Could another person obtain access to sensitive personal information like my account numbers, pins, passwords, social media accounts, bank accounts etc? It seems that in our days there is no such thing as “sensitive personal information”.
After more than 3 months, users who obtained recycled email accounts from Yahoo! and have been using them for quite some time, declare that identity theft concerns do exist, after this procedure. Those users, according to Informationweek, seem to receive in their Inbox, not only marketing emails intended for the previous owners, but also accounts and pin numbers, and have access to various other information, like names, physical addresses or whatever you might think.
New account holders were interviewed to express their experience. Here’s an interested quote from the interview of an IT security professional, who signed up and became the holder of a recycled email account.
“I can gain access to their Pandora account, but I won’t. I can gain access to their Facebook account, but I won’t. I know their name, address and phone number. I know where their child goes to school. I know the last four digits of their social security number. I know they had an eye doctor’s appointment last week and I was just invited to their friend’s wedding. The identity theft potential here is kind of crazy.”
And it doesn’t stop: Imagine court information, airline confirmations, funeral or wedding announcements, party invites, applications etc. So it is not just about unsubscribing from some mailing list. Another software executive mentioned:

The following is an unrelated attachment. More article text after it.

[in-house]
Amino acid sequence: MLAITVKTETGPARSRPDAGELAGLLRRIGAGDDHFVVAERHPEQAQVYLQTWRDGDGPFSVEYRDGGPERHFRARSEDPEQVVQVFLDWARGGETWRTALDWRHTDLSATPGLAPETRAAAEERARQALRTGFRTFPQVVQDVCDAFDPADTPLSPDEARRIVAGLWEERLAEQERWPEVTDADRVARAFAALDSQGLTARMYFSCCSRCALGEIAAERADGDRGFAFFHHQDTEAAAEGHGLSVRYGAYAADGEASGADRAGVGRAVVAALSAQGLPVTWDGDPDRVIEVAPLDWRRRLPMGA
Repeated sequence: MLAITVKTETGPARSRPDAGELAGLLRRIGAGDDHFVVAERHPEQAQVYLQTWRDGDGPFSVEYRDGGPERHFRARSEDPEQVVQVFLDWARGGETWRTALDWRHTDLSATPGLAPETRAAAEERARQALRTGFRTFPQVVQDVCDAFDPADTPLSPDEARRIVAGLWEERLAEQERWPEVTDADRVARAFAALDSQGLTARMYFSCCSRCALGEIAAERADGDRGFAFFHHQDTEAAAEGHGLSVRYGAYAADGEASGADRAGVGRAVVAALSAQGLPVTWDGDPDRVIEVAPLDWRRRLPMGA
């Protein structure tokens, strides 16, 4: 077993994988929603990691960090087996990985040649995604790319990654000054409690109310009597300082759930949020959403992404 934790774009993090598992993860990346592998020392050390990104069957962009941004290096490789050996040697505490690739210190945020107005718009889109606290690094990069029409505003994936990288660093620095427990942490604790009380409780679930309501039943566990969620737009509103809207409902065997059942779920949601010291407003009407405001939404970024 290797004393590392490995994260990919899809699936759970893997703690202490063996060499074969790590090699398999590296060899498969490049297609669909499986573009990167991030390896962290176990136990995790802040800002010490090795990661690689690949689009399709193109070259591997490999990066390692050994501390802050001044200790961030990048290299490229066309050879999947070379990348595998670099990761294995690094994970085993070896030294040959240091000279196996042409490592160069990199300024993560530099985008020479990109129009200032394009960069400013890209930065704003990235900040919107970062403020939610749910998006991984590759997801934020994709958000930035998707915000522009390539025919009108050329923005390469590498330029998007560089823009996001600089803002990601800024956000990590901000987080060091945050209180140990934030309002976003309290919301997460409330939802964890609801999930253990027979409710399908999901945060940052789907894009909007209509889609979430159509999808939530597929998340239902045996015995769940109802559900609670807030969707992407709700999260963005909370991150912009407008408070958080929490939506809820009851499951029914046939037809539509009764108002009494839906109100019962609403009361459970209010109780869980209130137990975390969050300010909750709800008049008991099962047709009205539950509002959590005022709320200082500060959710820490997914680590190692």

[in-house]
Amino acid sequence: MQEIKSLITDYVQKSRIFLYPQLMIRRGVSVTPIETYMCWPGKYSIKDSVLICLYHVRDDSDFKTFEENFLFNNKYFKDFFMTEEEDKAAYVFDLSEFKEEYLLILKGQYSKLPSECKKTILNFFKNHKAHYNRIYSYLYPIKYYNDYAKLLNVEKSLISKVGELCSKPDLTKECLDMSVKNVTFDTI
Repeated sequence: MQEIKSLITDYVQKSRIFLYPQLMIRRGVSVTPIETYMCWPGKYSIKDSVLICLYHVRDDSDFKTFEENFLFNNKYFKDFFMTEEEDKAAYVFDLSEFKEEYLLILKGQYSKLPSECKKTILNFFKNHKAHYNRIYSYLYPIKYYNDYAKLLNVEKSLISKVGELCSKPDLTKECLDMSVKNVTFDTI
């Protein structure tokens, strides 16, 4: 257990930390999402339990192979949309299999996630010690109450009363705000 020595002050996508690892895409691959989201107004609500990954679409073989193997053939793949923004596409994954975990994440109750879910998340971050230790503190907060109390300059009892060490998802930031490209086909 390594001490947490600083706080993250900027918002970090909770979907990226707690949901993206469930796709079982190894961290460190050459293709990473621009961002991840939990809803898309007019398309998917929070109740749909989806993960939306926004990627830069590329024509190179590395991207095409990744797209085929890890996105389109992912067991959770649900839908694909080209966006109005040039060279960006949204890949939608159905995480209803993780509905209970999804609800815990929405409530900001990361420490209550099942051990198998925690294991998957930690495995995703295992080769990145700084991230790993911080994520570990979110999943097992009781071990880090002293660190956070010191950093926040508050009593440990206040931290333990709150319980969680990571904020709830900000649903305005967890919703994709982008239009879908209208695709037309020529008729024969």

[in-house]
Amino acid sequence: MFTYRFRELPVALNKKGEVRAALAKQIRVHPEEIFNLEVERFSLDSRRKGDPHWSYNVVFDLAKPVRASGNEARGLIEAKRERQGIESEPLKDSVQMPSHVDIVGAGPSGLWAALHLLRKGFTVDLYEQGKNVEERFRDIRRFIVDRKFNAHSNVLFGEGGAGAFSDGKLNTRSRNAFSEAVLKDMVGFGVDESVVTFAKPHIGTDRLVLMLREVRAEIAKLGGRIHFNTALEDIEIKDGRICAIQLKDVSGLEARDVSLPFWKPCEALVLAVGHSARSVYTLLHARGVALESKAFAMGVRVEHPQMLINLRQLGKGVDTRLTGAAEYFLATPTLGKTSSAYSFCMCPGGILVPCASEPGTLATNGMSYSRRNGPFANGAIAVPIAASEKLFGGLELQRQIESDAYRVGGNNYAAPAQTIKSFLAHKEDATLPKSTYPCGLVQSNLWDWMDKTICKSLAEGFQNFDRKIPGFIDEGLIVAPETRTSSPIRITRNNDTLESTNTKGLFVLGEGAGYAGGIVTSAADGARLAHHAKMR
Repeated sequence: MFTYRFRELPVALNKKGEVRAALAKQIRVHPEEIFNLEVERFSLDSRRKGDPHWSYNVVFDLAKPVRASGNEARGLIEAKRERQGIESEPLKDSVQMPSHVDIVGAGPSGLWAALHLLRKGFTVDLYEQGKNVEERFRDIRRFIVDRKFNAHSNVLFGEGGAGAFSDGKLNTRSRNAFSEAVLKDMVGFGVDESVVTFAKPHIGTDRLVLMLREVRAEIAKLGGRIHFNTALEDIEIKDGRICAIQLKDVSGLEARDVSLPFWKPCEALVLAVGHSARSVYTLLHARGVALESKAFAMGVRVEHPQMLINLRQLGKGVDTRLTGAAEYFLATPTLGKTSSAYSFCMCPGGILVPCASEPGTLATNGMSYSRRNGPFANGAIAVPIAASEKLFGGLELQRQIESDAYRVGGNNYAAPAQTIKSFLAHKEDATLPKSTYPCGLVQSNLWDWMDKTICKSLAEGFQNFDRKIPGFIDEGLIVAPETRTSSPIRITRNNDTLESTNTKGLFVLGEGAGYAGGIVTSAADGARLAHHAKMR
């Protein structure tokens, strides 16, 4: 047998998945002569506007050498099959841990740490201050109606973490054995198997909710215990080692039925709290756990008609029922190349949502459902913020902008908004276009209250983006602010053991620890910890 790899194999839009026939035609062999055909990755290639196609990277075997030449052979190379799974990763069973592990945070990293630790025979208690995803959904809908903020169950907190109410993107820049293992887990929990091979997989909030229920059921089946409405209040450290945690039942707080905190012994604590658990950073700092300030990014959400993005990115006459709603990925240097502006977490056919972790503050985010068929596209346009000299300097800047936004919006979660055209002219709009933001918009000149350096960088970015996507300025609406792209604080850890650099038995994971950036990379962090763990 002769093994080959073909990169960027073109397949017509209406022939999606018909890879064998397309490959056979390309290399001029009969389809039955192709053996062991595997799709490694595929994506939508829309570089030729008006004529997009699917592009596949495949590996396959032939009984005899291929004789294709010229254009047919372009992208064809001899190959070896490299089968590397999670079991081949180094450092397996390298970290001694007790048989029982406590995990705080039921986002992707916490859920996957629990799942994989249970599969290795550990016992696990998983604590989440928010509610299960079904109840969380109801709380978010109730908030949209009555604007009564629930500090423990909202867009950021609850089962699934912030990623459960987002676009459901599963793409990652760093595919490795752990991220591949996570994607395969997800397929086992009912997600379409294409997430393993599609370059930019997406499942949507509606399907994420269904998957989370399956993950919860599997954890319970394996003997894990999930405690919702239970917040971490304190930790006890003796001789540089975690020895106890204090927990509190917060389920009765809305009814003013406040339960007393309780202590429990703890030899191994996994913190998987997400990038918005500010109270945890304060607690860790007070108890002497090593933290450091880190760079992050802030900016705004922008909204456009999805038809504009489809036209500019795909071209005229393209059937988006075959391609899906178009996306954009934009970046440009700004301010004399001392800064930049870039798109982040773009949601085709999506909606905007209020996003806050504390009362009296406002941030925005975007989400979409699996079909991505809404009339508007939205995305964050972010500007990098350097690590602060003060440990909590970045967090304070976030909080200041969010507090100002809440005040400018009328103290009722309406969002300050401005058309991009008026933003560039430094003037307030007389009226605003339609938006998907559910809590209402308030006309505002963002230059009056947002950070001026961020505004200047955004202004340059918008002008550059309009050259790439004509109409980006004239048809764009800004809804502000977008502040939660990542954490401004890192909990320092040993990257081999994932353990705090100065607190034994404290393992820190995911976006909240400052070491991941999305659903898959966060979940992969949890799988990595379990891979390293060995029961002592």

“It’s clear that while the previous owner of the email account supposedly hadn’t logged in for a while, she was still actively giving out that email address”.
This is what we previously warned about email accounts that forward emails to other accounts. It is obvious that this person was receiving emails to another account, where she was logging in quite often. Now the original address belongs to somebody else.
In an effort to explain the difficulties in the procedures, Yahoo reveals that in some cases, the email bounce method was not enough to convince institutions and senders that the email address was no longer valid. The signals that Yahoo were giving off to inform senders that they should no longer send any email to this address for the old owner, were not being recognized. So emails continue to be sent.
In a statement to InformationWeek, Dylan Casey, senior director of platforms at Yahoo, said a couple of weeks ago they were working with companies to implement the RRVS email header standard (http://tools.ietf.org/html/draft-wmills-rrvs-header-field-00) .
This document defines a header field to be used on emails, called “Require-Recipient – Valid – Since”. The content of this header field is a timestamp indicating at what point in time the message author believed the address to be under confirmed ownership of a specific party. If the receiving system observes this field and can determine that the intended recipient mailbox has changed ownership since the provided timestamp, it can decline delivery, preventing possible misdelivery of mail.
Finally, last week, Yahoo announced the new ‘Not My Email’ button that would be added by the end of the week to the newly obtained accounts, which gives owners of these user names the ability to ‘return’ messages that were not meant for them. The button, which will be easily accessible from the Yahoo Mail inbox, will allow users to reject mail that isn’t theirs. This will function in a similar manner to the way you can put a ‘not at this address’ message on physical mail that comes to your house by mistake by the postman.
And the question rises: Have we reached back in the age of misdelivered direct mailings, with “not-my-address” messages on envelopes? In a way we have. Every age faces similar problems, with similar solutions, in a different environment. Let’s hope it turns out nicely.